Kiepura made his debut as Rodolfo on February 10, 1938. His performance of "Che gelida manina" elicited an ovation so thunderous that he had to get up from the kneeling position to acknowledge the applause. In The New York Post the next day, Samuel Chotzinoff wrote that Kiepura "injected high spirits into the role of Rodolfo and turned that ordinarily pompous and bombastic poet into a musical comedy hero." Chotzinoff quibbled about some of the tenor's acting choices: when Rodolfo heard Mimì's voice for the first time, Kiepura rubbed his hands gleefully and cried "Una donna!" There were others over the years who agreed with Chotzinoff on this point; Julius Rudel once described Kiepura to me as "highly enthusiastic onstage … to the point of hubris."

For the most part, however, his reviews were glowing, and audiences — particularly in New York and Chicago, cities where so many European refugees lived — flocked to hear him sing. In Poland, he remained a national hero, despite the fact that his flight to America had cost him much of the property he had purchased, including the Hotel Patria in Krynica. At the Met, Kiepura's fee ascended to $800 a performance in 1938–39, when his roles included des Grieux and Cavaradossi. But his appearances with the Met were sporadic, adding up to only thirty-three performances encompassing five roles and four concerts over three seasons. His final Met role was Rodolfo, opposite Licia Albanese, four years to the day after he had made his company debut.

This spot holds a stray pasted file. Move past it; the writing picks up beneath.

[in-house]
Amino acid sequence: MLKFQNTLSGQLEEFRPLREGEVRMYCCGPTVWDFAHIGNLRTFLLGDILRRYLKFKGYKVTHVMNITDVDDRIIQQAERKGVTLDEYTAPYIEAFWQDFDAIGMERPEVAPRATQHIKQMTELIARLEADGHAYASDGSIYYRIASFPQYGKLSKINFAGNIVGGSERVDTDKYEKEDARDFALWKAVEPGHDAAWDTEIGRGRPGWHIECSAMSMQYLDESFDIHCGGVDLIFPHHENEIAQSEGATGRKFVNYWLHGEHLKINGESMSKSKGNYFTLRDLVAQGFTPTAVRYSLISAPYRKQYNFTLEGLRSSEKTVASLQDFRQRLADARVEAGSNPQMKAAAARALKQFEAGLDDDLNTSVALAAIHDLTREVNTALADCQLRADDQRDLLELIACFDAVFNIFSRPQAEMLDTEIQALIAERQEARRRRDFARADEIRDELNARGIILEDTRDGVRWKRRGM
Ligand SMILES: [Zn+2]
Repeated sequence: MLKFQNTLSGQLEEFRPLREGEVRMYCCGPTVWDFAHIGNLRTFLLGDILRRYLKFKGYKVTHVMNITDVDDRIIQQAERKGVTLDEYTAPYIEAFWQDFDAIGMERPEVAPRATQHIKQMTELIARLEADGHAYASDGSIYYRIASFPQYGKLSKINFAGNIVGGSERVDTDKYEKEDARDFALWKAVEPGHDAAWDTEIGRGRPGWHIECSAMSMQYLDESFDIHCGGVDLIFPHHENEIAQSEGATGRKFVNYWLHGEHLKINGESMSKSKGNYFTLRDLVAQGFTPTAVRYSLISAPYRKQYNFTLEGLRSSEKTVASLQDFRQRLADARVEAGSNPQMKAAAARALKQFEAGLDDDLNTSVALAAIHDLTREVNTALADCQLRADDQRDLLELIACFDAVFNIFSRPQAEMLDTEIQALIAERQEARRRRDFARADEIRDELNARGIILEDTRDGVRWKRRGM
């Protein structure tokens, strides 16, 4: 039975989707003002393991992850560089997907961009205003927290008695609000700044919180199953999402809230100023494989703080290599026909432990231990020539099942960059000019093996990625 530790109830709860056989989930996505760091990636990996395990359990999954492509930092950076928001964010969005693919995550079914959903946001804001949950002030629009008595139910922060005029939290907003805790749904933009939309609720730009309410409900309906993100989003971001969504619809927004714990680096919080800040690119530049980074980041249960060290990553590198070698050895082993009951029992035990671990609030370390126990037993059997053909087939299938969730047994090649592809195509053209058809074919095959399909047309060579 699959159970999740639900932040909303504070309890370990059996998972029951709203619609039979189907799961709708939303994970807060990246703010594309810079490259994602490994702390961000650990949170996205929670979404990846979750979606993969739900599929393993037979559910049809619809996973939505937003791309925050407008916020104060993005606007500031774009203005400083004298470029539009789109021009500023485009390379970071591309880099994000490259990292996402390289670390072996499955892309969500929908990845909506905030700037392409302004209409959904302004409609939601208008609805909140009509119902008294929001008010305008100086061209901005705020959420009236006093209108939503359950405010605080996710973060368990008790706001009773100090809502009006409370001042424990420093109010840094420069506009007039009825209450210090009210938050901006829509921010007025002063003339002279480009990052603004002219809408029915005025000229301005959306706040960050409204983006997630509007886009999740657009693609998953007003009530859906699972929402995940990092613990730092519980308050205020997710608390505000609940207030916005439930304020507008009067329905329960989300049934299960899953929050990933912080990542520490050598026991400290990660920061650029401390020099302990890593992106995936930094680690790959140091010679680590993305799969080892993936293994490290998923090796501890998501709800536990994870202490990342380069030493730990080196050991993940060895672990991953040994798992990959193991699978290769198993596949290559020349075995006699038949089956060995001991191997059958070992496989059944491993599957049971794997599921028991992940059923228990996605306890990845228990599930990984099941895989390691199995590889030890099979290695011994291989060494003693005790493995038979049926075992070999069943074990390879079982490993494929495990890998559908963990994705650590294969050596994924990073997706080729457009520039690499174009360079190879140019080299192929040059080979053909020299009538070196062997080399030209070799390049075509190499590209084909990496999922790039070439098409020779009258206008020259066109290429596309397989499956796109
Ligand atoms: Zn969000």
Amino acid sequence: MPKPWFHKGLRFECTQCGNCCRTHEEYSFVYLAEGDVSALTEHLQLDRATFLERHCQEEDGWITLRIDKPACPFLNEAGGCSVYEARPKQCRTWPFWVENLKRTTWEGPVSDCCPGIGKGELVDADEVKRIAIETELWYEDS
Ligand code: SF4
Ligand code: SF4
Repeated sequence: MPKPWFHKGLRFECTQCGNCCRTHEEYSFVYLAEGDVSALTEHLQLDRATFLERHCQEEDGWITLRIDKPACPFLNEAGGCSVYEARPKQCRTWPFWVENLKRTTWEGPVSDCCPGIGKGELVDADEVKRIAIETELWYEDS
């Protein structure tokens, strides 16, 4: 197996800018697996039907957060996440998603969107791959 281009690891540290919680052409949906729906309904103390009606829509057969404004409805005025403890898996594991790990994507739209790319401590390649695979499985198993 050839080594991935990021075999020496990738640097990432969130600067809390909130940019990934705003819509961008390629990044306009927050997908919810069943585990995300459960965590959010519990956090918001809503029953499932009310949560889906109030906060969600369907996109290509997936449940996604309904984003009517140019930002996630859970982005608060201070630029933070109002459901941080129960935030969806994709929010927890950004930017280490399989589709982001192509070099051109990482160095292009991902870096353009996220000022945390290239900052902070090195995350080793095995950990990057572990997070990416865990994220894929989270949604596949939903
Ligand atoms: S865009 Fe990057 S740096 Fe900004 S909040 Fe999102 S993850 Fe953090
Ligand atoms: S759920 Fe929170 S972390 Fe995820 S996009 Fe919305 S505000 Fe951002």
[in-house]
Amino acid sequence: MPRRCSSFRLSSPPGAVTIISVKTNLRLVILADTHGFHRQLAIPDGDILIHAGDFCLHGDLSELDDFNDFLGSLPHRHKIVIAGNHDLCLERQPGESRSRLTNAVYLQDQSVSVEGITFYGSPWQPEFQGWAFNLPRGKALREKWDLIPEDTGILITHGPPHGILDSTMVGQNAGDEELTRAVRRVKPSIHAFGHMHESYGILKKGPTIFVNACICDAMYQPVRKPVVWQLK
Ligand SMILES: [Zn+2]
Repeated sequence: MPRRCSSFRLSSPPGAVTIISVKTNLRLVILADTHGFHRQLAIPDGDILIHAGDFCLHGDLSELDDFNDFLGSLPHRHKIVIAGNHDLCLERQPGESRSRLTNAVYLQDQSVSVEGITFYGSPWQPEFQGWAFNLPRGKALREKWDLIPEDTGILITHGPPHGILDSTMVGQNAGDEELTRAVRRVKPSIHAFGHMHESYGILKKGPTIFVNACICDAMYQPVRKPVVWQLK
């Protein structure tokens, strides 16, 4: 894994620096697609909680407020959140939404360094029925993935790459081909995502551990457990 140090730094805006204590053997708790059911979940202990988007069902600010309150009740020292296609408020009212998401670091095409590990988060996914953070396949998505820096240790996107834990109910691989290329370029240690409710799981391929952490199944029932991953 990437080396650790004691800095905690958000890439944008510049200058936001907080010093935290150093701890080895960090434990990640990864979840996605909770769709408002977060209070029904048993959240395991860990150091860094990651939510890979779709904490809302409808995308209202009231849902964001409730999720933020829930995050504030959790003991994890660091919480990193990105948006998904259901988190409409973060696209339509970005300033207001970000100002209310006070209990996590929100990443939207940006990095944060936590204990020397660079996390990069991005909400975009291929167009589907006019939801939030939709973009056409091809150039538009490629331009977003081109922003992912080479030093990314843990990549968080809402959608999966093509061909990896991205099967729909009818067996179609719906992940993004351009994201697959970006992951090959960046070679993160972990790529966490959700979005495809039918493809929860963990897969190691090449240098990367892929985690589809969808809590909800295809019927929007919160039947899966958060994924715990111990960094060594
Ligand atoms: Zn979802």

In 1943, he and Eggerth were approached to star in a new production of The Merry Widow at Broadway's Majestic Theater. Kiepura, who had mostly stayed away from stage operetta, was excited by the offer, but Edward Ziegler, one of the Met managers, was not. "Ziegler said, 'If you do The Merry Widow, you can never enter the Metropolitan Opera again,'" Eggerth remembered. "He said it was low-class." Kiepura chose Broadway. The show was a hit, running for 322 performances. Brenda Lewis, who filled in for Eggerth at matinée performances, remembers her first meeting with the tenor. "I did the part on twenty-four hours' notice," she says. "We met backstage just before we went on, and he told me how to do the last scene when we sing the waltz. He said, 'We hold hands on the B-flat, and when I squeeze your hand, you shut up.' So we sang the B-flat together, and he squeezed my hand, and I shut up."